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Social media, facial recognition helped ID vandalism suspects during Philly protests

Jeremy Roebuck and Vinny Vella, The Philadelphia Inquirer on

Published in News & Features

PHILADELPHIA -- As he posted a collection of images he shot during the protests that gripped Philadelphia after the police killing of George Floyd, Sammy Rivera beseeched his Instagram followers to be careful of what they shared online.

"Photos and video footage of the protests were used to pick out protesters who were then identified and tracked down via their online/social media presence," he wrote in the caption to his June 26 post that warned just "how easy it could potentially be for others to be tracked down and arrested or worse."

Five weeks later, Rivera himself was placed in handcuffs, accused in a case built in part on the photos he shared in that post.

The 23-year-old Port Richmond resident was one of six men charged this week with vandalizing two Pennsylvania State Police squad cars May 30, during the first day of unrest that erupted in Center City. Each of them was identified at least in part by postings or associations on their public profiles on platforms like Facebook and Instagram.

Their cases highlight the extent to which the very same social media content that has fueled demonstrations across the country and aided the prosecutions of officers charged with police brutality -- including the viral video that led to charges against the cops accused in Floyd's death -- has become a primary resource for law enforcement seeking to track down those responsible for looting and violence.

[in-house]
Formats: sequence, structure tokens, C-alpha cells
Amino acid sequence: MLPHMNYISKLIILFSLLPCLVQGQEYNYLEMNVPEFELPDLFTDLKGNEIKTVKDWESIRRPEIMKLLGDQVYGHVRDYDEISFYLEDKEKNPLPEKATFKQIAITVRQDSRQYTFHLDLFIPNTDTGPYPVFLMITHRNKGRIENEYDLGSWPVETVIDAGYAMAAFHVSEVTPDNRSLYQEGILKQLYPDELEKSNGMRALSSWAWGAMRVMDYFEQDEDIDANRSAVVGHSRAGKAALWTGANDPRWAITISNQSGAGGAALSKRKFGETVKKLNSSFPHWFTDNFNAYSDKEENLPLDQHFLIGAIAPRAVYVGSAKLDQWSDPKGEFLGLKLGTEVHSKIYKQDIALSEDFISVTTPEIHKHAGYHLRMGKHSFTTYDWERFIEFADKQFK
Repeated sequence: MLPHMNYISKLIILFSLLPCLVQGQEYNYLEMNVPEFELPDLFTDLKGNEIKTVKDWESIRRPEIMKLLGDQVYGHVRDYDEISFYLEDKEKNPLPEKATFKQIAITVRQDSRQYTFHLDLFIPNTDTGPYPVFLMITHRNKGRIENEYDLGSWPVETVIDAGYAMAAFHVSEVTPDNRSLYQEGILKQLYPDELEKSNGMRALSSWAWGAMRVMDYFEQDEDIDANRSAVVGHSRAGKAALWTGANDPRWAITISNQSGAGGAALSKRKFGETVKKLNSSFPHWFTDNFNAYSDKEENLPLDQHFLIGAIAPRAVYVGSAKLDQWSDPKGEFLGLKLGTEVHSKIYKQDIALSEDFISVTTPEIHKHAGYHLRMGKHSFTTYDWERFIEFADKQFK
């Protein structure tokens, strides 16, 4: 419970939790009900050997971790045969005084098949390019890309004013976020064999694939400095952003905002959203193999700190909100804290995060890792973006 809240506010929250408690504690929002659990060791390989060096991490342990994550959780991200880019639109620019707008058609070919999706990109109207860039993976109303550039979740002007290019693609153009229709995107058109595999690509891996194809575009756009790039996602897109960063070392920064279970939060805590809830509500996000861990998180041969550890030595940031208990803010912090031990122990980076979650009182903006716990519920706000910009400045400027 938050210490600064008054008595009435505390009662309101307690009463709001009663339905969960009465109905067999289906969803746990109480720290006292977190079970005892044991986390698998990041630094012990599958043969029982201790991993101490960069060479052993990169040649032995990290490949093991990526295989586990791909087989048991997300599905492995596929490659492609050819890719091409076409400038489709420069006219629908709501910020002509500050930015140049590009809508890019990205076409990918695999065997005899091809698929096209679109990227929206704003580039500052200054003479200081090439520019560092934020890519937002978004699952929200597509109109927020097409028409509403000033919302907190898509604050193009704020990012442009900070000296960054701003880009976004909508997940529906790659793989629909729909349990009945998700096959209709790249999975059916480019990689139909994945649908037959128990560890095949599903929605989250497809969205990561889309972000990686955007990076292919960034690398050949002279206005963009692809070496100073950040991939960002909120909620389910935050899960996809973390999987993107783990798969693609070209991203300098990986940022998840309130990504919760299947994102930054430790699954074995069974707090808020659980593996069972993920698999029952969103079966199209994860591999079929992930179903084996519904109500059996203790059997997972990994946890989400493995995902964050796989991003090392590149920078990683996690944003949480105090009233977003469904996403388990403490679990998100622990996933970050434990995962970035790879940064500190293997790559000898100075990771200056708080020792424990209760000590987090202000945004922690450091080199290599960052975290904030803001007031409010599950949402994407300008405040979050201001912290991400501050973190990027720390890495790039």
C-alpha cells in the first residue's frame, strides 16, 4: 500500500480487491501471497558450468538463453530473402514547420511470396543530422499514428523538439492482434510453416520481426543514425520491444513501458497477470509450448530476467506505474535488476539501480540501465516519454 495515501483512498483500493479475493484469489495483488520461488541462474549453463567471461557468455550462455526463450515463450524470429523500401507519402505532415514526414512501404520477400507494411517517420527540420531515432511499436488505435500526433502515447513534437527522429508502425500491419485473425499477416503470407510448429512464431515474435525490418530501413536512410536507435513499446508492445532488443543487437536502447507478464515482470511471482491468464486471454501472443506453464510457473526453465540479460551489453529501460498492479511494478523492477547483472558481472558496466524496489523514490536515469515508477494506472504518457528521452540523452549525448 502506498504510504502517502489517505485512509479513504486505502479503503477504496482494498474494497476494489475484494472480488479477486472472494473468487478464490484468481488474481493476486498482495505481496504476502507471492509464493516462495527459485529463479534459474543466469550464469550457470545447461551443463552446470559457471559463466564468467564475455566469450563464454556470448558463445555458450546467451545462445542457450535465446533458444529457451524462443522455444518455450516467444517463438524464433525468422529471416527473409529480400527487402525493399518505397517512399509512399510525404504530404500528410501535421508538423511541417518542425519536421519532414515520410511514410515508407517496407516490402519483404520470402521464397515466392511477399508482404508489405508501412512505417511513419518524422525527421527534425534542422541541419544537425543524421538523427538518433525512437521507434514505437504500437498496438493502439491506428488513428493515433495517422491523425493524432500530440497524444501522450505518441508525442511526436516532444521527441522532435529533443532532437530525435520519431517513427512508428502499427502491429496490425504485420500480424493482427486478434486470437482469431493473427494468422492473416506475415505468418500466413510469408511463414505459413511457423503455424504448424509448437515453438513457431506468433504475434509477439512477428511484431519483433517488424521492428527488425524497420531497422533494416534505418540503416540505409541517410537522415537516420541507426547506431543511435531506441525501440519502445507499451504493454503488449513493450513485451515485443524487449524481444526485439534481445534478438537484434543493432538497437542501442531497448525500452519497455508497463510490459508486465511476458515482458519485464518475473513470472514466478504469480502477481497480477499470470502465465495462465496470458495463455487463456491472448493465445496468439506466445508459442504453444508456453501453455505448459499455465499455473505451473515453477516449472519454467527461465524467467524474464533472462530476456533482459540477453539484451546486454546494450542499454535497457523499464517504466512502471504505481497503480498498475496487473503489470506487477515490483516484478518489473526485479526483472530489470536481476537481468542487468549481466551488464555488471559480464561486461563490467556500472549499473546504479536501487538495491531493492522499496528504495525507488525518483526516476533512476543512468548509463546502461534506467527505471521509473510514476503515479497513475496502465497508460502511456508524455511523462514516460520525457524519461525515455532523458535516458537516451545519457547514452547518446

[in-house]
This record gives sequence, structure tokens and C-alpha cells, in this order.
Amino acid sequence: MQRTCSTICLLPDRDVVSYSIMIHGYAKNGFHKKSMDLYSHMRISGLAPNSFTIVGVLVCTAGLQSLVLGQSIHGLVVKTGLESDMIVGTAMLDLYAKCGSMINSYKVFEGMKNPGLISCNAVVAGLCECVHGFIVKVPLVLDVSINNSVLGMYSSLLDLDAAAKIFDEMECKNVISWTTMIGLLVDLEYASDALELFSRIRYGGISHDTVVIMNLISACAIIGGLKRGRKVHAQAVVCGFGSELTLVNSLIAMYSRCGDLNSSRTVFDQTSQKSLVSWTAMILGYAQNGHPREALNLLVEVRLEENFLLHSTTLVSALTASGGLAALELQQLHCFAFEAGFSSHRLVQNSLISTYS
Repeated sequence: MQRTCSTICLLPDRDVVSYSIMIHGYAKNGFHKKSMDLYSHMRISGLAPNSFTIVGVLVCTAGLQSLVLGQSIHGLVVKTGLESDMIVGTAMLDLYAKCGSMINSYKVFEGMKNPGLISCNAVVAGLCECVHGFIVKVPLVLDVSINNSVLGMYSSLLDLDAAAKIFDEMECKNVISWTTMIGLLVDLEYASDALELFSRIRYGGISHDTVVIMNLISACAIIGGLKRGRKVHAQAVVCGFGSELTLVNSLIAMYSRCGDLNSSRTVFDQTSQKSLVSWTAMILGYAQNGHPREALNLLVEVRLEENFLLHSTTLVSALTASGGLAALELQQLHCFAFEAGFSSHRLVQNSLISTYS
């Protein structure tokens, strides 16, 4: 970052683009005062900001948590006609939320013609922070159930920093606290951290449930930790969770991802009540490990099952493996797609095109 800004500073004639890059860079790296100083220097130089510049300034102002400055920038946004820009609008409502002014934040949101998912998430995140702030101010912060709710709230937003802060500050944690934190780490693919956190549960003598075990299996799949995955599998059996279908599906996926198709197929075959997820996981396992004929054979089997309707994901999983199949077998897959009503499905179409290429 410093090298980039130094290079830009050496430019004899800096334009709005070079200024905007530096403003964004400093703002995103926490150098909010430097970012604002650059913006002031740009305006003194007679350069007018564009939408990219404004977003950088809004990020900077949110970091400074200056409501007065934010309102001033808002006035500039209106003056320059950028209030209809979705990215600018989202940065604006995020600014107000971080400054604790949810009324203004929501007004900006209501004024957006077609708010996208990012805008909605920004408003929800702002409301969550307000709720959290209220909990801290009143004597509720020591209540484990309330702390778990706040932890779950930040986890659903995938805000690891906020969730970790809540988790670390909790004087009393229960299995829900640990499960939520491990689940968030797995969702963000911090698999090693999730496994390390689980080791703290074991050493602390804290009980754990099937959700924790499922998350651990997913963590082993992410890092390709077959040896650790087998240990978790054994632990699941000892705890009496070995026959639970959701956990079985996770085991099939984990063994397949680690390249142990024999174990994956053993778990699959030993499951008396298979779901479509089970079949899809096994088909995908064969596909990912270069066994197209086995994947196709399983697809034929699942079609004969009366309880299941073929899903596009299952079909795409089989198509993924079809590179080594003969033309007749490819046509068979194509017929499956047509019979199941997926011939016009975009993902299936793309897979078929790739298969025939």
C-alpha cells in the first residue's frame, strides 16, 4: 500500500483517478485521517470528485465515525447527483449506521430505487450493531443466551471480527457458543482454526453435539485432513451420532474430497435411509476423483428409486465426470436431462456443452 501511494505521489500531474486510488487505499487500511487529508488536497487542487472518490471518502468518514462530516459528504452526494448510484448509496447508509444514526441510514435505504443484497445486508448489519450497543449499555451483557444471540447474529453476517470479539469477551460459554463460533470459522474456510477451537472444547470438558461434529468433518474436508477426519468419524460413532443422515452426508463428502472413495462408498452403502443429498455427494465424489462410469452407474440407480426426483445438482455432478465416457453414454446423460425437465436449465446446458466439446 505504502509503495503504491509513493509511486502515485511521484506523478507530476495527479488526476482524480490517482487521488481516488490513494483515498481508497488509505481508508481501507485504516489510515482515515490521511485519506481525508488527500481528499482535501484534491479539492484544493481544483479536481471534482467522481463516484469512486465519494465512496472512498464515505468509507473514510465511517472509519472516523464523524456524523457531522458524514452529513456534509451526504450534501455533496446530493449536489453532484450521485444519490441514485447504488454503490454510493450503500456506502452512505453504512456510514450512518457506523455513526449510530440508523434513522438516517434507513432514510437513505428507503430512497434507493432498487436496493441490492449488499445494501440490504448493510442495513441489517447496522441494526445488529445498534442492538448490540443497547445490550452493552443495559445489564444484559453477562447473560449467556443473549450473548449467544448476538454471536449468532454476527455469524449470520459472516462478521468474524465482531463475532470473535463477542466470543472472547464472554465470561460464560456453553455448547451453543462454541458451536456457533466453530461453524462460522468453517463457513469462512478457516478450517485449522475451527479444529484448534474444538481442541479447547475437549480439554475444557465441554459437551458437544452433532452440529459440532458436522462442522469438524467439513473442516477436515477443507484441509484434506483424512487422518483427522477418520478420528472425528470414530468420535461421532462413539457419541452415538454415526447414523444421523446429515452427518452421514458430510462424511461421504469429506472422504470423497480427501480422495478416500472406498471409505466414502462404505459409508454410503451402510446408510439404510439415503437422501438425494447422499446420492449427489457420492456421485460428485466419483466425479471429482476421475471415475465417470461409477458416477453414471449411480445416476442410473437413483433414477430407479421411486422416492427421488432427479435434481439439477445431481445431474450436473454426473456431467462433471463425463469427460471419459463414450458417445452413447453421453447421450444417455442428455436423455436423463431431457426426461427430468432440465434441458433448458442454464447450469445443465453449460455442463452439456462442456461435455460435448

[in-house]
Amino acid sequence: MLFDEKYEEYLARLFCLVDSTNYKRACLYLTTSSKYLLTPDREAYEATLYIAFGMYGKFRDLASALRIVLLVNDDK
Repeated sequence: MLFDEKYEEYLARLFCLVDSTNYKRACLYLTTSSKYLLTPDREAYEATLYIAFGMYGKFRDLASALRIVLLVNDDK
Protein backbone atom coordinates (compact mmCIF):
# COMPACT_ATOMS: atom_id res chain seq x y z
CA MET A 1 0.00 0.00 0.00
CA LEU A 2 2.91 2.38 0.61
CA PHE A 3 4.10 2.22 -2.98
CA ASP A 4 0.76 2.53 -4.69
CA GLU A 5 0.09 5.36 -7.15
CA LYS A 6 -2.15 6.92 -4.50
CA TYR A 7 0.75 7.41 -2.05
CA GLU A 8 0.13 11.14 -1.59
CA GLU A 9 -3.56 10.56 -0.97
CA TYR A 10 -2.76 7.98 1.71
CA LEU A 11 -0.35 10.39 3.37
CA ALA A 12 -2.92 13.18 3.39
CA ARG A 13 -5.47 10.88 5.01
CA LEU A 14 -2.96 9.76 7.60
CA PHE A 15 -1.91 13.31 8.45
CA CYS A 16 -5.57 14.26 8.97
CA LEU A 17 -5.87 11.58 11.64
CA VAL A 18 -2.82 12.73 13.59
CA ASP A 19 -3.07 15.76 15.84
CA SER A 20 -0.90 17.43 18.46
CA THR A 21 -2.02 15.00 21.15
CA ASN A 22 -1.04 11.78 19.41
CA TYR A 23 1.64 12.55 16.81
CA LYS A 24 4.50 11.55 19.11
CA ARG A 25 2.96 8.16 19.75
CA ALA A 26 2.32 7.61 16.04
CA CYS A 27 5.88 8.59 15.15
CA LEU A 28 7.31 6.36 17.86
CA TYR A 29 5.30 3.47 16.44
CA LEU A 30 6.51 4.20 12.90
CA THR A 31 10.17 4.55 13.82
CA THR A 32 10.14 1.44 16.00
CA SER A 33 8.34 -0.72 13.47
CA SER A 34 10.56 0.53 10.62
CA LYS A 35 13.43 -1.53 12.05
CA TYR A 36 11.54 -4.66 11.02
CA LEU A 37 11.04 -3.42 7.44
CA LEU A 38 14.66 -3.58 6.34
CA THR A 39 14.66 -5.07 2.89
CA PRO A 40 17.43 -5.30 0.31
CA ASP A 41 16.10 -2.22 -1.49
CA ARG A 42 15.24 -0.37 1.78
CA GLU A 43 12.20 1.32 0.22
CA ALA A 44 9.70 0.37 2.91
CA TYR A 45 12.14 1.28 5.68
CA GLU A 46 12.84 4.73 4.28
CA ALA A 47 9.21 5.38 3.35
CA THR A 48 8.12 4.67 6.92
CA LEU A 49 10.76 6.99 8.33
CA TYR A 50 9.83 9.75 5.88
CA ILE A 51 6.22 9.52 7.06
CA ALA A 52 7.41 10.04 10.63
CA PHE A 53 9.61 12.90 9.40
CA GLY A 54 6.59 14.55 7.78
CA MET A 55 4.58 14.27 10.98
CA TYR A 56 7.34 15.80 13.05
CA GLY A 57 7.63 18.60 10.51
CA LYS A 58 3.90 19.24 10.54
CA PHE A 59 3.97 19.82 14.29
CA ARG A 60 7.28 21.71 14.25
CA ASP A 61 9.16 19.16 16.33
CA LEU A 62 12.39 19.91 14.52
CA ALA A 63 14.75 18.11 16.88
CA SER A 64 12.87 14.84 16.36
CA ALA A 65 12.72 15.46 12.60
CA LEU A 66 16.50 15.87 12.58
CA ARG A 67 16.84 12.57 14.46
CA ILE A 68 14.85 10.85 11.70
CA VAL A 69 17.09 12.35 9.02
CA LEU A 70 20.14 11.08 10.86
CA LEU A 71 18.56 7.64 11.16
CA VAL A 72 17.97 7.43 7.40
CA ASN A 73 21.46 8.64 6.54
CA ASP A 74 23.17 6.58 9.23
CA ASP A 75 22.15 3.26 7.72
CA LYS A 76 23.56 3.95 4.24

In investigating the destruction of the State Police squad cars, investigators had little to go on at first but a cache of still photos the FBI obtained from a University of Pennsylvania student who documented much of the unrest that erupted May 30, according to search warrant and arrest affidavits obtained by The Inquirer.


(A photo collection from an amateur photographer and social media cross-referencing also helped federal agents identify Lore-Elisabeth Blumenthal, a Germantown massage therapist who was federally charged June 15 with setting two Philadelphia police cars ablaze outside City Hall that same day, court filings in her case show.)

The FBI used a Philly protester's Etsy profile, LinkedIn and other internet history to charge her with setting police cars ablaze. The Penn student's photos depicted a crowd surrounding the State Police vehicles, which were parked on the onramp to I-676 near Broad Street to block protesters from marching onto the highway. Demonstrators captured in the images battered the cars with scooters, a hammer, skateboards, a bike lock, crowbars and their hands and fists before breaking into the vehicles and setting one of them on fire with state-issued road flares stolen from inside, the affidavits say.

Several photos showed a masked man in a black T-shirt, gray shorts and backward baseball cap repeatedly kicking the driver's side door of one of the cars. In one of the images, other protesters are seen trying to restrain the man to prevent him from causing further damage.

A distinctive facial tattoo of a cross near the man's right eye and others on his wrists and forearms that allowed state police to ID him as Luke Cossman, 20, of Levittown, using PennDOT facial recognition software -- a match that was later confirmed through photos of himself at the protests that he publicly posted to Facebook.


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